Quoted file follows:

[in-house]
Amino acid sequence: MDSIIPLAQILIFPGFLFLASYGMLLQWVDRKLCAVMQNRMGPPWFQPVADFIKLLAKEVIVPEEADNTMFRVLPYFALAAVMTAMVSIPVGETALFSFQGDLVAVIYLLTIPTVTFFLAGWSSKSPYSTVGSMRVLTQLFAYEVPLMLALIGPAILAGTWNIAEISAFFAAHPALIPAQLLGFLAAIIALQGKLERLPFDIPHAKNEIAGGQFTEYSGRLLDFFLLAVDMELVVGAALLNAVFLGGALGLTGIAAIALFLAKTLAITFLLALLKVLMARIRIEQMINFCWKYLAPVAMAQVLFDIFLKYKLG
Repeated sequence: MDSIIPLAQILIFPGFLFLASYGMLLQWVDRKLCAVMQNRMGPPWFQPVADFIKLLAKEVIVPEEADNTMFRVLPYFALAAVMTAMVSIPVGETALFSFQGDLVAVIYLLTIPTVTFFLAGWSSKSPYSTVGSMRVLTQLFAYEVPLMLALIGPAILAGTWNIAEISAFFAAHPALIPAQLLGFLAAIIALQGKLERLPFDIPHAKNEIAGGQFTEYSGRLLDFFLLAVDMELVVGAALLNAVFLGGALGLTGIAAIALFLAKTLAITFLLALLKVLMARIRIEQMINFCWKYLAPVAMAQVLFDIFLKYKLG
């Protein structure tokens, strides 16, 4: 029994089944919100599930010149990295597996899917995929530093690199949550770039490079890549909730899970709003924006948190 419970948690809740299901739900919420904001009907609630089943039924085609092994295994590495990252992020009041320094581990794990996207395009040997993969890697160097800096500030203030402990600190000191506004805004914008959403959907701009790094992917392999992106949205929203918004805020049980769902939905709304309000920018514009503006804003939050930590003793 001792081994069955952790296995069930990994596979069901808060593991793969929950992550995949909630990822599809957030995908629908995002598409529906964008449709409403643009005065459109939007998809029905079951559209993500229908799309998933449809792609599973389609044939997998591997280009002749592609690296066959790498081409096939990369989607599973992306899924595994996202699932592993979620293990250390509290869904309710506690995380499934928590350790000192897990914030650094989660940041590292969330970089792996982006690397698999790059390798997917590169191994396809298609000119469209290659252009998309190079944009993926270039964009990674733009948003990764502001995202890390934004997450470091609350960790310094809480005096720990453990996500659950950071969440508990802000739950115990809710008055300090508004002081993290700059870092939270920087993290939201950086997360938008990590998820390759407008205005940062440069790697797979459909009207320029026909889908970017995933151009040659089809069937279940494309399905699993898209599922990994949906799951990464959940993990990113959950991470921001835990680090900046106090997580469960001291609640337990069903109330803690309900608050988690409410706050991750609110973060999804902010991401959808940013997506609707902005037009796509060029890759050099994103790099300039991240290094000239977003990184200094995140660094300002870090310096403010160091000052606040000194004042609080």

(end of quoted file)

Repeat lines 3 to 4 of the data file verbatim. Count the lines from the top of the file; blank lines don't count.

Repeated sequence: MDSIIPLAQILIFPGFLFLASYGMLLQWVDRKLCAVMQNRMGPPWFQPVADFIKLLAKEVIVPEEADNTMFRVLPYFALAAVMTAMVSIPVGETALFSFQGDLVAVIYLLTIPTVTFFLAGWSSKSPYSTVGSMRVLTQLFAYEVPLMLALIGPAILAGTWNIAEISAFFAAHPALIPAQLLGFLAAIIALQGKLERLPFDIPHAKNEIAGGQFTEYSGRLLDFFLLAVDMELVVGAALLNAVFLGGALGLTGIAAIALFLAKTLAITFLLALLKVLMARIRIEQMINFCWKYLAPVAMAQVLFDIFLKYKLG
């Protein structure tokens, strides 16, 4: 029994089944919100599930010149990295597996899917995929530093690199949550770039490079890549909730899970709003924006948190 419970948690809740299901739900919420904001009907609630089943039924085609092994295994590495990252992020009041320094581990794990996207395009040997993969890697160097800096500030203030402990600190000191506004805004914008959403959907701009790094992917392999992106949205929203918004805020049980769902939905709304309000920018514009503006804003939050930590003793 001792081994069955952790296995069930990994596979069901808060593991793969929950992550995949909630990822599809957030995908629908995002598409529906964008449709409403643009005065459109939007998809029905079951559209993500229908799309998933449809792609599973389609044939997998591997280009002749592609690296066959790498081409096939990369989607599973992306899924595994996202699932592993979620293990250390509290869904309710506690995380499934928590350790000192897990914030650094989660940041590292969330970089792996982006690397698999790059390798997917590169191994396809298609000119469209290659252009998309190079944009993926270039964009990674733009948003990764502001995202890390934004997450470091609350960790310094809480005096720990453990996500659950950071969440508990802000739950115990809710008055300090508004002081993290700059870092939270920087993290939201950086997360938008990590998820390759407008205005940062440069790697797979459909009207320029026909889908970017995933151009040659089809069937279940494309399905699993898209599922990994949906799951990464959940993990990113959950991470921001835990680090900046106090997580469960001291609640337990069903109330803690309900608050988690409410706050991750609110973060999804902010991401959808940013997506609707902005037009796509060029890759050099994103790099300039991240290094000239977003990184200094995140660094300002870090310096403010160091000052606040000194004042609080």